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July/August 2010 issue

The Canada-U.S. Border

A boundary is not a border. A border is fluid: you enter “Canada,” for example, when you walk into a Canadian Embassy in a foreign country. A boundary is resolutely fixed.
Video Read more about border disputes, boundary markers and an art project on the 49th parallel.
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Multimedia Discover more videos, interactive features and photo essays about the Canada-U.S. border.
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  • Defining the Canada-U.S. Border

    On the frontier between Canada and the United States, weed whackers and wile keep the boundary clear and quiet.
    Read more »
  • Smuggler’s Inn

    At Smuggler’s Inn, guests are encouraged to watch cross-border smuggling from the comfort of their rooms.
    Read more »
  • First Nations’ Border Struggles

    In a land with no lines, how do you define the end of one territory and the beginning of another? Read more »
  • Lynx: The Cross-border Cat

    Lynx don’t care about the line between Ontario and Minnesota, and researchers on both sides are starting to pay attention. Read more »
  • Stanstead on the Borderline

    Boosting security in the border town of Stanstead, Quebec, divides a peaceful community. Read more »
  • Ontario’s Elvis Festival

    The King comes to Collingwood in a cross-border cultural exchange. Read more »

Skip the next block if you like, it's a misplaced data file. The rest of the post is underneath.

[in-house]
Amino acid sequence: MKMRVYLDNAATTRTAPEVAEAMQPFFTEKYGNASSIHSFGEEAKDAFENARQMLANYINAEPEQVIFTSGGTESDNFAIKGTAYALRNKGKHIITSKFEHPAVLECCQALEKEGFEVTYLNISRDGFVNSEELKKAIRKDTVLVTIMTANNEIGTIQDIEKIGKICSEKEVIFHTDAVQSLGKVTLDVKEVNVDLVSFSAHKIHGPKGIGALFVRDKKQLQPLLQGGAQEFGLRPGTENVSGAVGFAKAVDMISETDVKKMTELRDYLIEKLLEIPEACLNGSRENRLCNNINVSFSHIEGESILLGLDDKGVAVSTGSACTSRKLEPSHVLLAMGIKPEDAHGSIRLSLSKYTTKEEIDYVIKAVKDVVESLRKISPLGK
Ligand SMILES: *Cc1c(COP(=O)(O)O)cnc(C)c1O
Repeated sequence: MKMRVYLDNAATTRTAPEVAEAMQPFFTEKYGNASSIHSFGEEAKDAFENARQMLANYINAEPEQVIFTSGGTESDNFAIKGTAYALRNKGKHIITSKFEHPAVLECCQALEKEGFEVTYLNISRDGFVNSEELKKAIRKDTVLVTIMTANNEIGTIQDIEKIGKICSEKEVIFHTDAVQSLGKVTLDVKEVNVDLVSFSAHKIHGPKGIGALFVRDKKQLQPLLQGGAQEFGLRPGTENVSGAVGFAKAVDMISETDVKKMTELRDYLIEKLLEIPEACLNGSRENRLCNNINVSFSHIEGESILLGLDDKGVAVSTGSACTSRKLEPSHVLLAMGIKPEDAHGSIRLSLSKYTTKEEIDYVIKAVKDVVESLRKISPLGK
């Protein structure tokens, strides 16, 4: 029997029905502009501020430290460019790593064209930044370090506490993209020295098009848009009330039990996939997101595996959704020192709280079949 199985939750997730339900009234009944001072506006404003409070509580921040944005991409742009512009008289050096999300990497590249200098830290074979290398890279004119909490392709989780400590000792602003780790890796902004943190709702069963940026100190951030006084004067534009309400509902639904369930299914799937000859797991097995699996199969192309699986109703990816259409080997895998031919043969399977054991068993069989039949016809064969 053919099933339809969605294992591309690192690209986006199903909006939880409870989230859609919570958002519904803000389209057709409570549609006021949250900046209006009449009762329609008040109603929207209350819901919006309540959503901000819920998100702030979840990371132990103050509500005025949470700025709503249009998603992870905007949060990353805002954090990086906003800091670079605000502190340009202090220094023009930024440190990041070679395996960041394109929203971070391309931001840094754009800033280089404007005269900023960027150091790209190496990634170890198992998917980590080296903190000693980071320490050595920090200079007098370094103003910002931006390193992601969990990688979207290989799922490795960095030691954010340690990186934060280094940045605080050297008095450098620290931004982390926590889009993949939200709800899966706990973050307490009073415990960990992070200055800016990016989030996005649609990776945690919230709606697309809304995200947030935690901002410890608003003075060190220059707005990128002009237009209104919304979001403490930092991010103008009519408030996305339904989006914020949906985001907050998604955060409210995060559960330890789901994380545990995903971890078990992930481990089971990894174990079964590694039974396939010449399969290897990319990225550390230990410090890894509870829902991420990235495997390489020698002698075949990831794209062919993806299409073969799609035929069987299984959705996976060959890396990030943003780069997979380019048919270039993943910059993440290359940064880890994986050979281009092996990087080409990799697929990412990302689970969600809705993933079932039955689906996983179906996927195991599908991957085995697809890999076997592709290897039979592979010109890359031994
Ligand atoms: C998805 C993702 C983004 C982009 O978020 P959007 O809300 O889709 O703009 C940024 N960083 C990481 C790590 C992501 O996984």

• Multimedia

    Discover more videos, interactive features and photo essays about the Canada-U.S. border.
    View now »

What is the Canada-U.S. Border, Really?  

On the frontier between Canada and the U.S., weed whackers and wile keep the boundary clear and quiet.

By Alan Morantz

“But if anyone wants to understand our relations with one another better than history can tell or statistics teach … come to Lake Memphremagog in July and go out bass fishing and hook up the International Boundary itself.”
— Stephen Leacock in
Last Leaves

We don’t suggest you do that. Try that cheeky Leacockian gambit today, and you’ll be swarmed by border agents faster than you can say 9/11. This is, after all, the new normal on the Canada–U.S. frontier. Policy wonks call it the “thickening border,” and by that, they are referring to the heightened security, surveillance and overall churlishness that are now a hallmark of passage between the two countries.

49th Parallel







Using the idea of the border, artist Gregor Turk created works for his 49th Parallel Project.
But some will tell you that while the border may be thickening, the boundary is thinning. It is the argument made by the Canadian and American commissioners, surveyors and geographic-information specialists at the International Boundary Commission (IBC). Their job is to ensure that the Canada–U.S. boundary is rigidly defined, faithfully demarcated and self-evidently clear for all to see, and they say good vibes rule the day.

“People need to know that when they cross that boundary, things are different.”
With little fanfare, the IBC has been the keeper of the line since 1908. And what a line. The Canada–U.S. boundary stretches for 8,891 kilometres, from the St. Croix River on the Atlantic Ocean to the Juan de Fuca Strait on the Pacific and from Dixon Entrance on the Pacific to the Arctic Ocean. It slices across woodland and prairie, travels up and down mountain ranges, skims rivers and the Great Lakes and ever so politely tiptoes straight through a public library. The IBC maintains more than 8,000 monuments and reference points and keeps a six-metre-wide clear vista along the land boundary. And how does it keep that boundary clear and quiet? With weed whackers and wile.